But you can only do so much- you can be enormously persistent in communicating that perspective of her to her, but in the end of the day, it is her choice to do or not do or perceive or not perceive anything that comes from you. So there is some letting go of responsibility for you to do there, too.
Finally, you can also do some direct energy healing- I really like using fogs of color for this. Green for love, pink for friendship and blue for confidence are my favorites. You just imagine the fog in everyday situations until you get a feel for its very real energy effect, and then you start imagining it enveloping her, when you're with her or not. That should give her quite a boost as well she might well chose to pick up on unconsciously, and it will eradicate any doubt in your mind whether you are doing enough, and that comfort will further help her.
All the best, and do savor the uniqueness of your friendship with this great person who was chosen such a more severe limitation in this lifetime- it is good to walk with the greats. Or sit with them.
answered 05 May '17, 07:01
Some time ago I tried to make my aunt feel better as she was going through a difficult period that lasted for over ten years
I found this Abraham Hicks video and followed their advice for a peiod of time and I saw the positive change in my aunt attitude toward life. She started, step by step, to be more positive and even started to love and appreciate.
What I basically did, was to write a lot of things that I love about her, this helped also me to continue to trust that she will succeed to make a change for the better.
But you have to be patient because the results might not appear from one day to another.
I hope this video helps also you.
answered 30 Apr '17, 17:19
You keep your vibration up, being mindful of what is said here...and just radiate unconditional love, as it sounds like you have already been doing. Just love her as a good friend. Wade has done this with me- and I really have appreciated his sweet, inner soul bathing me in love as I work out my physical messes and mental anxieties.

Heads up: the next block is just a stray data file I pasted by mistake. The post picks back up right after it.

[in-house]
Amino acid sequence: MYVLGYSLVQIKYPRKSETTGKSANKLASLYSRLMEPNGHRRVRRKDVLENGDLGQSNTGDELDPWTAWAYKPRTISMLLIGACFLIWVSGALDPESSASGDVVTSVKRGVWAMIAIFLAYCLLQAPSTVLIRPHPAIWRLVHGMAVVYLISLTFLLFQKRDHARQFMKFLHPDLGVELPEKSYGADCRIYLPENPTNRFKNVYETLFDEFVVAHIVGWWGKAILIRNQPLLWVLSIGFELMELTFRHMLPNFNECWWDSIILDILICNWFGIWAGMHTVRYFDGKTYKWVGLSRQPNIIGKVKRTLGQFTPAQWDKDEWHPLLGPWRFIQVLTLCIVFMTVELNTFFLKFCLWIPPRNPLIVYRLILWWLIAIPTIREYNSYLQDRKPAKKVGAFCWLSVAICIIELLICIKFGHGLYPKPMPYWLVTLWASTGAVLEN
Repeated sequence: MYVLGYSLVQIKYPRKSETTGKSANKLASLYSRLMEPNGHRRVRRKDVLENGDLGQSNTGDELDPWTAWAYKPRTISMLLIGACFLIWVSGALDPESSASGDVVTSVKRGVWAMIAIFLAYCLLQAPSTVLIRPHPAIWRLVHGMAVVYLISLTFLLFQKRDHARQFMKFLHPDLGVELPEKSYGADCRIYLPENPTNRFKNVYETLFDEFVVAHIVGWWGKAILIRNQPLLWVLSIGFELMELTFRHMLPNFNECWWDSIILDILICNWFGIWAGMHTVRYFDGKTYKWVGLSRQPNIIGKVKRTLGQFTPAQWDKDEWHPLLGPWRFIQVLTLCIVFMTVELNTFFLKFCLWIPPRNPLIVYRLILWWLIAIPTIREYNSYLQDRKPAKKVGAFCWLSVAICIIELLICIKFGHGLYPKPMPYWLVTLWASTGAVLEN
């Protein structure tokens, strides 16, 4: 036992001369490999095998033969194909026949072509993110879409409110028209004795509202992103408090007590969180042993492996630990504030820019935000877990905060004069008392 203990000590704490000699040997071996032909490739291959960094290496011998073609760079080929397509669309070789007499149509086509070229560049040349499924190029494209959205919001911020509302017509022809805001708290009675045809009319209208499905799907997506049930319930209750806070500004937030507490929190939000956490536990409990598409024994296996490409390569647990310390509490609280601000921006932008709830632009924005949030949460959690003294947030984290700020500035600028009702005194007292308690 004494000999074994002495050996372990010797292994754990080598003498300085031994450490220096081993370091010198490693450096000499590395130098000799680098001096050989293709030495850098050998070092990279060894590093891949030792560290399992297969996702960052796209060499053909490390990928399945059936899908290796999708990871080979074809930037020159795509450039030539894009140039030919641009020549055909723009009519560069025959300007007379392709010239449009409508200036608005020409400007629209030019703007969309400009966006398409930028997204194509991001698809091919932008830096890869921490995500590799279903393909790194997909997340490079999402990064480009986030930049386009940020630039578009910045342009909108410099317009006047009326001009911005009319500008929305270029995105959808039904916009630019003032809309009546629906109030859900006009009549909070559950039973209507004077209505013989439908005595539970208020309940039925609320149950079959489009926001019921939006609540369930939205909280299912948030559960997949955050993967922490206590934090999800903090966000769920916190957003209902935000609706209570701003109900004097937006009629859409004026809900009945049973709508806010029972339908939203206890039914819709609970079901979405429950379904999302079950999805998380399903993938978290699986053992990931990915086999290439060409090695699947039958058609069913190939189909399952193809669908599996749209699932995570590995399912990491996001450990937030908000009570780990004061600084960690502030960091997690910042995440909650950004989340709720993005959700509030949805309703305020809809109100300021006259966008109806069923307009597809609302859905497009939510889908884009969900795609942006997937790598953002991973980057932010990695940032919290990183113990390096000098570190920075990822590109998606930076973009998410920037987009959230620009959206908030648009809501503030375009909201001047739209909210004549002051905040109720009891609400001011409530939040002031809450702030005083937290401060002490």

Unconditional love is rare. What is common is fear and loneliness at night for a person who is aging, in pain/or sick/or disabled/ or what have you. Aging stinks. I wish sometimes I had actually been told when I was young to drink up the joy of youth, because I do not believe I appreciated it as much as I could or should have. We spend half our lives aging with longer life spans. Anyway, fear does creep in when the sun goes down, and night closes in on us. I was very alone for a time, and very sick, too, I can really appreciate what your friend feels. I was lucky that I had Wade- but I was mighty sick even before he came along.
I found that books on tape were great. I liked listening to them at night. But there were times when anxiety closed in on me, and you must remind your friend of her spiritual beliefs. You might also suggest that she write- about her life, her youth, anything. Writing has saved me many a time...In a way, IQ saved me, too. Wade told me about this new "sci-tech" website (lol- I did not know much about that until I signed on to IQ and saw "psi-tek" in print...I am so dumb!).
Send her love, and also suggest that she mention her nighttime fears to her doctor. Maybe something is off...who knows?
Unconditional love is the ticket; just accept her right where she is. Ask her to describe those feelings. Really listen to her.
She is lucky to have you!
BTW, thank you to everyone on IQ....It's been just over eight years that Wade talked me into this website. It's been a wonderful journey...especially the whole Wade-and-Jai thing. You just never know who will be attracted into your life.
answered 21 May '17, 17:35